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Divorce and the Menopause

An article by Rebecca Massam, Warners Solicitors.

As the drive towards greater societal enlightenment about the menopause gains more traction, the discussion around the challenges that half the population will face at some point in their lives has become more apparent in 2022. With prime-time TV stars like Davina McCall championing the education of the nation and celebs such as Michelle Obama, Emma Thompson, and Oprah opening up publicly about the challenges they have faced, Rebecca Massam, of Warners’ family team looks at whether the family courts are also joining the movement of acknowledgement and acceptance of menopausal issues.

A quick google of “Divorce and Menopause” will garner a multitude of articles asking, “Does menopause cause divorce?” but there is very little information out there about how women who are dealing with menopausal symptoms might be considered by the courts whilst looking at how a families’ finances might be separated.

In the UK, 13 million women are either peri- or post-menopausal, with one in four women reporting severe debilitating symptoms. The average menopausal period is 8-12 years, and the average onset of perimenopause is mid-forties. Looking at the statistics of divorce, the average age of a divorcing woman is 44, with most typically divorcing between the ages of 45 and 55. It’s impossible to deny that for some women then, timing is a huge issue, and you can see why the issue of causality might be asked so often.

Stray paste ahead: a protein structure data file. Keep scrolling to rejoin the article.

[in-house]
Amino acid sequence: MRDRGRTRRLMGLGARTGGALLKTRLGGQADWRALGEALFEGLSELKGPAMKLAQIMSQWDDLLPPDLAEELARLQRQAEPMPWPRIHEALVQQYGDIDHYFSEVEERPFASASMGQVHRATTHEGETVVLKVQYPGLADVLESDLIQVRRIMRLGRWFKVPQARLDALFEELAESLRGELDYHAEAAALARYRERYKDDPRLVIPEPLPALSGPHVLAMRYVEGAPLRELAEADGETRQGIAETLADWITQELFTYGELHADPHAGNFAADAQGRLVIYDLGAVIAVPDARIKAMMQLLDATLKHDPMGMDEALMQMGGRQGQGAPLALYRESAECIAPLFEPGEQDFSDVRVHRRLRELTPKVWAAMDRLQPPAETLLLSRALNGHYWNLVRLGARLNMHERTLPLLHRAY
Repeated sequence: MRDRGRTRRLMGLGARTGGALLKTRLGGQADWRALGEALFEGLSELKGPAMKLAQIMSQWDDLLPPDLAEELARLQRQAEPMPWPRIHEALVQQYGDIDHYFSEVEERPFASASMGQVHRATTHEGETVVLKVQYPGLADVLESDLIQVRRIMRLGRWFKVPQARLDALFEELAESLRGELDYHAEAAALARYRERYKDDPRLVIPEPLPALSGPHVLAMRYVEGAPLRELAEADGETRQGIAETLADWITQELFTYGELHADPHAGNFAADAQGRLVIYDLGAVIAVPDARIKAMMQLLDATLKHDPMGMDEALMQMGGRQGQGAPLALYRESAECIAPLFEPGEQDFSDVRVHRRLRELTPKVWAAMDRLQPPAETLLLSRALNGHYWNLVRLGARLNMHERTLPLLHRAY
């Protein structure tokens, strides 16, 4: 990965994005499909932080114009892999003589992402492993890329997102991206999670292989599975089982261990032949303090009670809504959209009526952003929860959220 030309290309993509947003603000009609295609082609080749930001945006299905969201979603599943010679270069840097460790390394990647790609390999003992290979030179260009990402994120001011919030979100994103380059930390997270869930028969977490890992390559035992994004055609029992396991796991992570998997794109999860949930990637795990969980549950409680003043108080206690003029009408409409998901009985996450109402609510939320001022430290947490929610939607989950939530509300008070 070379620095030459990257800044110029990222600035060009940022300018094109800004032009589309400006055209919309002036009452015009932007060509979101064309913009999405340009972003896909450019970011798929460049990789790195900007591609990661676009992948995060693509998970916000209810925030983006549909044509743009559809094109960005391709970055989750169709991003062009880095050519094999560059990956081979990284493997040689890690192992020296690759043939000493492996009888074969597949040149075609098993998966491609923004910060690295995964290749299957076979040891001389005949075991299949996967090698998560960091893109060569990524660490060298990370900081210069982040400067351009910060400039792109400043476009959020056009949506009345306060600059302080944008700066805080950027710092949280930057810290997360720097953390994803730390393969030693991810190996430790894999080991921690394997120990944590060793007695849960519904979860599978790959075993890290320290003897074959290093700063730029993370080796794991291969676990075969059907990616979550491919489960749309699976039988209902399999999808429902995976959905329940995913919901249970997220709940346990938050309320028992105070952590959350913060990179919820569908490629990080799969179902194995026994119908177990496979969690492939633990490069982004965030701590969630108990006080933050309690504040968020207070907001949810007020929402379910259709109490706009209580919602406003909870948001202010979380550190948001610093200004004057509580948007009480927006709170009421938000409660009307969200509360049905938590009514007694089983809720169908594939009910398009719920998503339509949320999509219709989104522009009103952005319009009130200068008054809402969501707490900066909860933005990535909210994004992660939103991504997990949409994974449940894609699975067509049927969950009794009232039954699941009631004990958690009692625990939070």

This situation is the same for Family Law Practitioners. There is a stark absence of case law on the effects of menopause on separating families and how lawyers should be approaching the issue in their financial remedy cases. Arguably it will have the most visible impact on a woman’s ability to produce an income during this time, which is a crucial element in most cases.

And it’s a difficult one to balance. Arguments have been made by (female members of) the judiciary that nothing is “more damaging to the prospects of women at work than the menopause pretext” and that “most women do not suffer from the menopause to the extent that they have to stop work”. I suspect this stems from a long history of labelling women as the weaker sex because of reference to their biological makeup. There is then a natural tendency of women, who may have experienced a lifetime of casual sexism and glass ceilings, to do all they can to protect the steps towards equality that have been so hard fought for. Accepting that men and women are, in fact, different could be a risky business. But should we not talk about pregnancy then, either?

Some of the symptoms of menopause can be manageable for some women, and many will report symptoms not having a lasting impact on their lives. For others, it is debilitating, both physically and psychologically: brain fog, hot flashes, mood changes, depression, anxiety, sleep problems and claustrophobia can all impact a woman’s ability to function at work and at home.

So, what happens when a woman who is going through the menopause, is getting divorced and is suddenly faced with the prospect of having to provide an income on her own that will meet her own needs and those of her (often by now teenage) children?